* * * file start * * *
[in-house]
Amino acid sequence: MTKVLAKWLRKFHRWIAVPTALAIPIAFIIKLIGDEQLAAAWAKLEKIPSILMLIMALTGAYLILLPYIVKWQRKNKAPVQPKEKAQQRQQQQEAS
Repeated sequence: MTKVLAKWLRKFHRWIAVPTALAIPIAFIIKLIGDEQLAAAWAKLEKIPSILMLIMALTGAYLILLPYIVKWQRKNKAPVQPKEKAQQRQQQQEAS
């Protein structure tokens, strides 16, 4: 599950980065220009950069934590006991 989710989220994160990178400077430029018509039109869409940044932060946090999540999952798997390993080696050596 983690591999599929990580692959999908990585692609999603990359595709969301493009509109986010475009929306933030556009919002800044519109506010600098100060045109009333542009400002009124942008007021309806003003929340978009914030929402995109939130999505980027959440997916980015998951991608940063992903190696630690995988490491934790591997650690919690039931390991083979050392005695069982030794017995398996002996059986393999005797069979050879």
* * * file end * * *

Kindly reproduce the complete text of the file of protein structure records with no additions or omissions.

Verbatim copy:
[in-house]
Amino acid sequence: MTKVLAKWLRKFHRWIAVPTALAIPIAFIIKLIGDEQLAAAWAKLEKIPSILMLIMALTGAYLILLPYIVKWQRKNKAPVQPKEKAQQRQQQQEAS
Repeated sequence: MTKVLAKWLRKFHRWIAVPTALAIPIAFIIKLIGDEQLAAAWAKLEKIPSILMLIMALTGAYLILLPYIVKWQRKNKAPVQPKEKAQQRQQQQEAS
């Protein structure tokens, strides 16, 4: 599950980065220009950069934590006991 989710989220994160990178400077430029018509039109869409940044932060946090999540999952798997390993080696050596 983690591999599929990580692959999908990585692609999603990359595709969301493009509109986010475009929306933030556009919002800044519109506010600098100060045109009333542009400002009124942008007021309806003003929340978009914030929402995109939130999505980027959440997916980015998951991608940063992903190696630690995988490491934790591997650690919690039931390991083979050392005695069982030794017995398996002996059986393999005797069979050879």